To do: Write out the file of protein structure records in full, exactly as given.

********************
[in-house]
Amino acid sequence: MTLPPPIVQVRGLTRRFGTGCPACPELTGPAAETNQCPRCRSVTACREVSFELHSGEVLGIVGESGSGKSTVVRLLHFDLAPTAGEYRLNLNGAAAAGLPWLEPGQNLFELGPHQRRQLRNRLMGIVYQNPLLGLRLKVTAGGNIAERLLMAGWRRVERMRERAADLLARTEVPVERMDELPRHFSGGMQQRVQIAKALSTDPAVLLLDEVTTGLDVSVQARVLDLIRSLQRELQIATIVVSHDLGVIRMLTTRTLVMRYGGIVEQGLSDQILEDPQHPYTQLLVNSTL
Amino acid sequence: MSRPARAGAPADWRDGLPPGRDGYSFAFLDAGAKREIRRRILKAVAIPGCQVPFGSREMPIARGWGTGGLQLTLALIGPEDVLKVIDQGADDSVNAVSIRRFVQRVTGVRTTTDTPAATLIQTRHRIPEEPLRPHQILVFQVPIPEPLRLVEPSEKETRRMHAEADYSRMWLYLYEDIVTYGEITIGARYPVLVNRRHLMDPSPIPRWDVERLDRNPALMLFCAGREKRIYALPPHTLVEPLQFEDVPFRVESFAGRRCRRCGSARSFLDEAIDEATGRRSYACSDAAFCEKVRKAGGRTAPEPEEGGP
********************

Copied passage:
[in-house]
Amino acid sequence: MTLPPPIVQVRGLTRRFGTGCPACPELTGPAAETNQCPRCRSVTACREVSFELHSGEVLGIVGESGSGKSTVVRLLHFDLAPTAGEYRLNLNGAAAAGLPWLEPGQNLFELGPHQRRQLRNRLMGIVYQNPLLGLRLKVTAGGNIAERLLMAGWRRVERMRERAADLLARTEVPVERMDELPRHFSGGMQQRVQIAKALSTDPAVLLLDEVTTGLDVSVQARVLDLIRSLQRELQIATIVVSHDLGVIRMLTTRTLVMRYGGIVEQGLSDQILEDPQHPYTQLLVNSTL
Amino acid sequence: MSRPARAGAPADWRDGLPPGRDGYSFAFLDAGAKREIRRRILKAVAIPGCQVPFGSREMPIARGWGTGGLQLTLALIGPEDVLKVIDQGADDSVNAVSIRRFVQRVTGVRTTTDTPAATLIQTRHRIPEEPLRPHQILVFQVPIPEPLRLVEPSEKETRRMHAEADYSRMWLYLYEDIVTYGEITIGARYPVLVNRRHLMDPSPIPRWDVERLDRNPALMLFCAGREKRIYALPPHTLVEPLQFEDVPFRVESFAGRRCRRCGSARSFLDEAIDEATGRRSYACSDAAFCEKVRKAGGRTAPEPEEGGP